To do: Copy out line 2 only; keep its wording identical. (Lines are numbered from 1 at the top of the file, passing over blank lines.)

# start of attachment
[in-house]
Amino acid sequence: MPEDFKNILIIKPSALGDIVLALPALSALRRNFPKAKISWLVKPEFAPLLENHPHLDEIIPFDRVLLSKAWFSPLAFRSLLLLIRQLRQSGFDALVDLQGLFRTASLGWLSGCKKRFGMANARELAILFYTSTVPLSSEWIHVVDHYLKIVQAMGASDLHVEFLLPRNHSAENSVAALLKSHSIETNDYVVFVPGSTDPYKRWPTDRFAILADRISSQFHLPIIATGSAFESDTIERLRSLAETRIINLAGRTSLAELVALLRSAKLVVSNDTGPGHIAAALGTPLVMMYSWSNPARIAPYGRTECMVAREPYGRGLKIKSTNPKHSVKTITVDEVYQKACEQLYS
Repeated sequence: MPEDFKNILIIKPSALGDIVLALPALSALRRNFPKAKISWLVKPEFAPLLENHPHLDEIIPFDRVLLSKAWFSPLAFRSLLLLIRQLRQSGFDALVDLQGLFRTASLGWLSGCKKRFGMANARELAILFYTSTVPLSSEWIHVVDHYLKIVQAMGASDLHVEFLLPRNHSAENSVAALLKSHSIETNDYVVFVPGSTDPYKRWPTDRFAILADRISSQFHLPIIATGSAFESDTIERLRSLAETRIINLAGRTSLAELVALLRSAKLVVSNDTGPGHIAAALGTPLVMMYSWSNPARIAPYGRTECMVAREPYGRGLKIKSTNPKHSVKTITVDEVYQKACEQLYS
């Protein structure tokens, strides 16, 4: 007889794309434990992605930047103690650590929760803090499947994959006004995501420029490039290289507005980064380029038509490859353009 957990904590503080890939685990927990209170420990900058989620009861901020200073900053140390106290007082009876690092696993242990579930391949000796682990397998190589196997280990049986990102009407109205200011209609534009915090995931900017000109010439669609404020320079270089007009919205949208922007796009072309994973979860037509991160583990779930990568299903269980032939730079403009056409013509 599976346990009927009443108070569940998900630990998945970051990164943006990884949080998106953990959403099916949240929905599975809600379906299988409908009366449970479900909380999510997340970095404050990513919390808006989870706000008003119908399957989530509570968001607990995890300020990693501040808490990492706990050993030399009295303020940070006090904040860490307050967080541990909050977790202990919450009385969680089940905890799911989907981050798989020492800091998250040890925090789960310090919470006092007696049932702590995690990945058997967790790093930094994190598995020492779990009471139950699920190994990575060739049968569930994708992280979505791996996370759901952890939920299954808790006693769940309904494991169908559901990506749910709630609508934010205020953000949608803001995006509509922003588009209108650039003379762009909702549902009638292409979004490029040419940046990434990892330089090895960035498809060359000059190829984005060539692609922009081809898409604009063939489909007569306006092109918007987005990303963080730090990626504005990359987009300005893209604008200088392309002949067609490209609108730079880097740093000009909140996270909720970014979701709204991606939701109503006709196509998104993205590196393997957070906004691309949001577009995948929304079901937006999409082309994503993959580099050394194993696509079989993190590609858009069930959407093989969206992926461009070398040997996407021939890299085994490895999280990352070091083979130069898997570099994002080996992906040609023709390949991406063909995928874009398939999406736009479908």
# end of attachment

Amino acid sequence: MPEDFKNILIIKPSALGDIVLALPALSALRRNFPKAKISWLVKPEFAPLLENHPHLDEIIPFDRVLLSKAWFSPLAFRSLLLLIRQLRQSGFDALVDLQGLFRTASLGWLSGCKKRFGMANARELAILFYTSTVPLSSEWIHVVDHYLKIVQAMGASDLHVEFLLPRNHSAENSVAALLKSHSIETNDYVVFVPGSTDPYKRWPTDRFAILADRISSQFHLPIIATGSAFESDTIERLRSLAETRIINLAGRTSLAELVALLRSAKLVVSNDTGPGHIAAALGTPLVMMYSWSNPARIAPYGRTECMVAREPYGRGLKIKSTNPKHSVKTITVDEVYQKACEQLYS